March is dedicated to Colorectal Cancer Awareness Month, an essential time to focus on the significance of awareness, screening, and the early detection of colorectal cancer.

As a major cause of cancer-related deaths, colorectal cancer impacts the lives of many. However, with informed knowledge and appropriate action, we have the power to combat this disease effectively.

This guide provides a detailed exploration of the risk factors, screening methods, prevention strategies, detection techniques, and survival rates associated with colorectal cancer, aiming to empower you with the knowledge to protect your health.

Colorectal Cancer Awareness Month: What is Colorectal Cancer?

Colorectal cancer is a broad term to describe cancer of the colon, the rectum, or both. It may be called colon or rectal cancer, but they are very similar. Most colorectal cancers start as a polyp, a growth on the inner lining of the colon or the rectum. Polyps can develop into cancer over many years, but not all polyps turn into cancer as there are two main types of polyps.

Hyperplastic polyps and inflammatory polyps are the most common and are not pre-cancerous. The other type is called Adenomatous Polyps (Adenomas) and are considered to be pre-cancerous as they can develop into cancer.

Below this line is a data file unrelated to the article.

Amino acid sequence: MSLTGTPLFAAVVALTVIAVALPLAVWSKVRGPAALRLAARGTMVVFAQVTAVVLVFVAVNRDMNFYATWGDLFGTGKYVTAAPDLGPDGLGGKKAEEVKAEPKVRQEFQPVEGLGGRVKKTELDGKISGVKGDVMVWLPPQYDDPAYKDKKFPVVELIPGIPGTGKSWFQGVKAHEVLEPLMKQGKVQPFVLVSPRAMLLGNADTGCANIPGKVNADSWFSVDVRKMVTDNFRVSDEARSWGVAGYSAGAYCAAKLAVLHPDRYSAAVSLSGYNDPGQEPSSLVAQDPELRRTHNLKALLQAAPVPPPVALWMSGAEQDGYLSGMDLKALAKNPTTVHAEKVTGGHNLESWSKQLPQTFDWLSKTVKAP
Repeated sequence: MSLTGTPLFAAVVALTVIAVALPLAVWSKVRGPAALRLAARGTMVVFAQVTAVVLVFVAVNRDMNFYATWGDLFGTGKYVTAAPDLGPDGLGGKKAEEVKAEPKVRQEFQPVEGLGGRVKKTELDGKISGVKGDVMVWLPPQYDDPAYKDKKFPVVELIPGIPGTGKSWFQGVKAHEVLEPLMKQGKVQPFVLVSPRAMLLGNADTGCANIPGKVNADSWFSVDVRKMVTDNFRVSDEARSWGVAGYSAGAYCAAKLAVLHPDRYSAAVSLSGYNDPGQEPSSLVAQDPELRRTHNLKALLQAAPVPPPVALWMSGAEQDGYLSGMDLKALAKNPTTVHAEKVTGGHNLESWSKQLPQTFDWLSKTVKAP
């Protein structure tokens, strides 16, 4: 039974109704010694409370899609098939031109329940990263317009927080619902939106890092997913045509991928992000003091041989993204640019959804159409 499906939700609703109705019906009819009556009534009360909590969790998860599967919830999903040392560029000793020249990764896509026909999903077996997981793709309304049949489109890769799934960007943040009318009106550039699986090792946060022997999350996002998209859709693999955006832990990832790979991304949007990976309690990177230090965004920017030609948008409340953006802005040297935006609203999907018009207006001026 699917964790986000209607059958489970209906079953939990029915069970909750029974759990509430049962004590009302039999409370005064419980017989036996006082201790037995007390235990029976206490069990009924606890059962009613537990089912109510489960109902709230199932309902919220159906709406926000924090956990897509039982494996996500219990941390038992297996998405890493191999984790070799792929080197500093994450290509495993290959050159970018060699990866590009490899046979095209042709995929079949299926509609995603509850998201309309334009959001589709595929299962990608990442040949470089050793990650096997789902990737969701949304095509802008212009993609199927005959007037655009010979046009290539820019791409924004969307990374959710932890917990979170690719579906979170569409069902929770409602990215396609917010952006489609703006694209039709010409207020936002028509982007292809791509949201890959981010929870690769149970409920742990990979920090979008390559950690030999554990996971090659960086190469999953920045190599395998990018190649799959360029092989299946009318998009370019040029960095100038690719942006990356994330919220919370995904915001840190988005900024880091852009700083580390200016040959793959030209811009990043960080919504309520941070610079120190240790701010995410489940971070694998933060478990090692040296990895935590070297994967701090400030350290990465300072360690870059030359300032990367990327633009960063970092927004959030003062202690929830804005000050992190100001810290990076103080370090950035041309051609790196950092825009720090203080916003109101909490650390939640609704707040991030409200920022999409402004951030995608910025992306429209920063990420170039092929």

In addition to the type of polyp, other characteristics contribute to the risk of developing colorectal cancer. If the polyp is larger than 1 cm, there are more than two, and there is dysplasia after removal (dysplasia is abnormal cells but not yet cancer) there is an increased risk of developing cancer.

The Prevalence of Colorectal Cancer

According to the American Cancer Society, the anticipated figures for colorectal cancer cases in the United States for the year 2024 highlight its significant impact:

  • An estimated 106,590 new cases of colon cancer are expected, divided almost equally between men (54,210 cases) and women (52,380 cases).
  • Additionally, around 46,220 new cases of rectal cancer are forecasted, with a higher incidence in men (27,330 cases) than in women (18,890 cases).